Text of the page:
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Exclusive: Seven years jail for illegal recruiters

DATE: 25-Jan-2019 Reported By: The Arabian Stories

The Bill will also make mandatory registration/intimation of all categories of Indian nationals proceeding for overseas employment as well as students pursuing higher studies abroad.

Special Correspondent

Those who indulge in illegal recrutiment can be jailed for seven years and fined OMR2,800, (Rs500,000) a draft of Indian Emigration Bill 2019 reveals.

According to the draft, which is likely to be tabled in the February Budget Session in the Indian Parliament and passed, illegal recruitment means any act of canvassing, enlisting, contracting, transporting, utilizing, hiring and procuring individuals.

It also includes, referring, contact services, promising or advertising for employment abroad, by all means of communication, whether for profit or not, when undertaken by a non-license or non-holder of competent authority contemplated under the Act.

Currently, India migration is governed by 1983 Emigration Act.

As admitted the Ministry of External Affairs (MEA) itself, the current Emigration Act has its intrinsic limitations while addressing the contemporary migration trends.

“The limitations of Emigration Act, 1983 are at times manifested in sub- optimal utilization of existing resources, delays in prosecution of illegal agents, lack of legislative provisions in working out effective framework for various programmes like pre-departure orientation, skill up gradation and other measures aimed at welfare and protection of migrant workers,” the draft reveals.
In an effort to facilitate safe, orderly and regular migration, the draft proposes to set up a new Emigration Management Authority (EMA), fresh bureaus and nodal authorities.

According to the MEA, Emigration Management Authority (EMA) will ensure overall welfare and protection of emigrants, Bureaus will take care of day to day operational matters and will be responsible for all emigration related issues and the Nodal authorities will be setup by respective States and Union Territories will work in close coordination with other competent authorities of the Central government  so as to ensure safe , orderly and regular migration and addressing various aspects related to returnee migrants.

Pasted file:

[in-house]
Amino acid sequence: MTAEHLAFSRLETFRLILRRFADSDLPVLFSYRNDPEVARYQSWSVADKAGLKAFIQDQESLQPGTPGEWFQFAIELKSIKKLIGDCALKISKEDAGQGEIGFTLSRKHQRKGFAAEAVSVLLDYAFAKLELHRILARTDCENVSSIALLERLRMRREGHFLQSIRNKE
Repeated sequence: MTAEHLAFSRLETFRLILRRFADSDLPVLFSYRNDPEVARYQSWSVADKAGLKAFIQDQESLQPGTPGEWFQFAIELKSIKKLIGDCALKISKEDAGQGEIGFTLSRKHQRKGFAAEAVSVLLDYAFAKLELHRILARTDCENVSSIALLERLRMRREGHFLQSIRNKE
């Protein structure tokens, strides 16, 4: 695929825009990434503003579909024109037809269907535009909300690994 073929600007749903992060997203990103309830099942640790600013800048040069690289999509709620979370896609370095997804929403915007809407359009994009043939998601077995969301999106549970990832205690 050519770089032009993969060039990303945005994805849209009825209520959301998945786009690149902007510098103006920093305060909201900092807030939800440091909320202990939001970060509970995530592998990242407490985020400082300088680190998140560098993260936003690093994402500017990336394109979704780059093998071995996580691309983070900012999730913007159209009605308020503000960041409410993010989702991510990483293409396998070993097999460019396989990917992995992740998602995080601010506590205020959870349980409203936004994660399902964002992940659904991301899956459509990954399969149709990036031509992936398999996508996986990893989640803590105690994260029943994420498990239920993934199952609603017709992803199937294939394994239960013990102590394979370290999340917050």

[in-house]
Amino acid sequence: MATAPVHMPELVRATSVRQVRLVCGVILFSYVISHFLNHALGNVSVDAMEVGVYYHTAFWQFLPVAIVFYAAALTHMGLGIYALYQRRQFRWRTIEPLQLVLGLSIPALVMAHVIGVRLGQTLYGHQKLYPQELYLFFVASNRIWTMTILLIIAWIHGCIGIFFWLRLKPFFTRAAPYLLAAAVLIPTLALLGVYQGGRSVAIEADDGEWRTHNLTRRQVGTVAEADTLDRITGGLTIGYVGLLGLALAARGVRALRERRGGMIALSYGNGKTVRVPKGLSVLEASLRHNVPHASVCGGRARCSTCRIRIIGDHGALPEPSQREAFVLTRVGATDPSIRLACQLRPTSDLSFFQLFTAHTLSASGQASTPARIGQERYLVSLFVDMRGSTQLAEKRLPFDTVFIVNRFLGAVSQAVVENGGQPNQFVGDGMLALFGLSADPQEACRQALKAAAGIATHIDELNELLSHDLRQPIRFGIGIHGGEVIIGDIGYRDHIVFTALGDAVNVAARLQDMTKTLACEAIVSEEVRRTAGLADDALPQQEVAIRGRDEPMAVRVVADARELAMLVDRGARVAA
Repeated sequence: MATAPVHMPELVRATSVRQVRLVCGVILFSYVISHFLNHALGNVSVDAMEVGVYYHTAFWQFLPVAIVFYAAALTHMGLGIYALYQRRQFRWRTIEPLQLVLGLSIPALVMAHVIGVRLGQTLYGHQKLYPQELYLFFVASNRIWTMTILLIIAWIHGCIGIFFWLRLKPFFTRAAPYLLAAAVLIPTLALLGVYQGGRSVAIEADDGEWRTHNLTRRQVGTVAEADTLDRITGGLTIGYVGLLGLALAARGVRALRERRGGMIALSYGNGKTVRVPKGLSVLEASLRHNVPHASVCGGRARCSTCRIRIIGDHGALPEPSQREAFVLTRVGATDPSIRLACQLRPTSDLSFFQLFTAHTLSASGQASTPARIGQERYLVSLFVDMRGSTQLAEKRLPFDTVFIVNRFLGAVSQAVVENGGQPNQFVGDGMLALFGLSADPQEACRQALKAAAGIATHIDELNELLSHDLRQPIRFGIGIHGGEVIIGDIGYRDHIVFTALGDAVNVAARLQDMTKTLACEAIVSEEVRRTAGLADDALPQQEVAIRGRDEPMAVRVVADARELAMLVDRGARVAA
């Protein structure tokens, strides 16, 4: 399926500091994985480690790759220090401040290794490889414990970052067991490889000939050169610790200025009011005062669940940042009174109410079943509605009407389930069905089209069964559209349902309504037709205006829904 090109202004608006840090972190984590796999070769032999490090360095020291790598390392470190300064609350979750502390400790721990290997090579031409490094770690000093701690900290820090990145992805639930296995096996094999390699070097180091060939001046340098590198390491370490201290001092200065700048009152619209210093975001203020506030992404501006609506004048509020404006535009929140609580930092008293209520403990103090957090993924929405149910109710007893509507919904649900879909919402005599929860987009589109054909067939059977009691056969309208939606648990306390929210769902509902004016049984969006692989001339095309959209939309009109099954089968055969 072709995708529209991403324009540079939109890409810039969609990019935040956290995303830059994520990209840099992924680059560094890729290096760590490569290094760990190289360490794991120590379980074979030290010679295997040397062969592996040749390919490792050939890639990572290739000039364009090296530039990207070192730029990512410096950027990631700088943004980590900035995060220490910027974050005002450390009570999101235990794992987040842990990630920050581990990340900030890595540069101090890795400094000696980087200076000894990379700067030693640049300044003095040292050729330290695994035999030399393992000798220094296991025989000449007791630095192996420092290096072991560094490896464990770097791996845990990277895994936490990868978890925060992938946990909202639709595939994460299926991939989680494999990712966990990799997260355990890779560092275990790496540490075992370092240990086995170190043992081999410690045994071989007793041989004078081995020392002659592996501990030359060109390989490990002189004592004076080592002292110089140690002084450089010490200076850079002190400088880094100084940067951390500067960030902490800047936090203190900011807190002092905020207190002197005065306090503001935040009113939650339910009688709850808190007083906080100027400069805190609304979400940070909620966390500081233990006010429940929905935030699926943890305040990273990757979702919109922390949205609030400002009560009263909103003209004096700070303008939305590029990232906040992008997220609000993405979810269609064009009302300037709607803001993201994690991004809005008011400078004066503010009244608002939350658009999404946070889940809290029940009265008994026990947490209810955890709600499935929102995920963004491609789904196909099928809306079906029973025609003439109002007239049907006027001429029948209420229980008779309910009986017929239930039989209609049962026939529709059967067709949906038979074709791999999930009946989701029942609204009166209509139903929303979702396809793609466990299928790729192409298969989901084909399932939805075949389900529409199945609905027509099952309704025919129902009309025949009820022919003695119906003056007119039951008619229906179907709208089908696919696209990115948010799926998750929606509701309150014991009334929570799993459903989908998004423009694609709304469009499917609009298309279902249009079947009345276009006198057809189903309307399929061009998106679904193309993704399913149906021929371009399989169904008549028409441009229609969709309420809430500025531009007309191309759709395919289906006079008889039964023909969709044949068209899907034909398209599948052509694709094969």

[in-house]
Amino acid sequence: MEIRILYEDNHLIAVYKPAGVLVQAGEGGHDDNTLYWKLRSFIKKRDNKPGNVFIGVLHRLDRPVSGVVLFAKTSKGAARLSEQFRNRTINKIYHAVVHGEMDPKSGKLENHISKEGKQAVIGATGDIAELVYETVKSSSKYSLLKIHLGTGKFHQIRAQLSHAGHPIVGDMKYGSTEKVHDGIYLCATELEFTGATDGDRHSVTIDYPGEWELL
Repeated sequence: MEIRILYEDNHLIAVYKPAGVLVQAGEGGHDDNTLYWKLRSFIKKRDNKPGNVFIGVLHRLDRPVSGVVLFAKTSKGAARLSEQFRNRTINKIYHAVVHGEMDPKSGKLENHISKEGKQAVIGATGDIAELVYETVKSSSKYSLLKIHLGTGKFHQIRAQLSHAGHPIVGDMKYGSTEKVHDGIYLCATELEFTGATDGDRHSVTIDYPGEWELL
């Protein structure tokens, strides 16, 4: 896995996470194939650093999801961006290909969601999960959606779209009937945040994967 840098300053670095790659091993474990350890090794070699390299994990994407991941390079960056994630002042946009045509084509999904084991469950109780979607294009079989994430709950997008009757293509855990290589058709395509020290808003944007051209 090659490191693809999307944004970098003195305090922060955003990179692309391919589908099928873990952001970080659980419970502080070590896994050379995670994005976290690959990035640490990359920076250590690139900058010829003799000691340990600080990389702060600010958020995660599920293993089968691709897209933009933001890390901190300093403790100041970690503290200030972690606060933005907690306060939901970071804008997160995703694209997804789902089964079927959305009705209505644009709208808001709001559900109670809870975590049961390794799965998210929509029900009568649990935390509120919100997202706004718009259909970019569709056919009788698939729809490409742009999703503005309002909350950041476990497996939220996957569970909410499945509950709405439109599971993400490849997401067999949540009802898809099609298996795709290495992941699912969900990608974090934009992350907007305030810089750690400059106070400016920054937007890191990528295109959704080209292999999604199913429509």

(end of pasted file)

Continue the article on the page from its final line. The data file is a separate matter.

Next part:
The draft Bill also lays out procedures on how to register a recruitment agency adding that the agencies will be rated also on the basis of their performances.

According to a document from the Indian parliament, cases against 446 illegal agencies were forwarded to the state governments by the central government in 2017.

Mandatory Registration

Additionally, the Bill will also make mandatory registration/intimation of all categories of Indian nationals proceeding for overseas employment  as well as students pursuing higher studies abroad.

During the end of December in 2018, the central government had come up with an instruction making registration mandatory for all who travelling abroad for a job.

However, due to resistance from different migrant organisations, the mandatory registration was put on hold then.

Currently, it is mandatory only for those who migrate through eMigrate for job to foreign countries to register with the Indian government.

Those who are Class 10 pass, don’t have to register and use eMigrate portal.

Meanwhile, Rafeek Ravuther, a migrant rights activist, said that there several good measures present in the draft of new Emigration Bill.

“However, we should not forget the India has not passed at least a dozen of global rights tools put forward by UN agencies. Without adopting them and ratifying them, it is difficult to say that the new Emigration Bill is going to ensure safe, orderly and regular migration,” Rafeek said.

“More specifically, in the field of recruitment there are a number of relevant ILO conventions: the Migration for Employment Convention (Revised) 1949 (No. 97); the Migrant Workers (Supplementary Provisions) Convention 1975 (No. 143) and the Private Employment Agencies Convention 1997 (No. 181). India has not ratified any of these conventions,” Rafeek added.

Hubertson Tomwillson, a migrant rights activist and a lawyer, said that India has not also taken a proactive step in the adoption of Global Compact for Migration and other international tools that will protect the migrant workers’ rights.

“There are 23 objectives in the GCM. But we are doubtful, how many of them will India take seriously. So, can’t be sure whether the new Emigration Bill is going to protect migrant workers’ rights,” Hubertson said.
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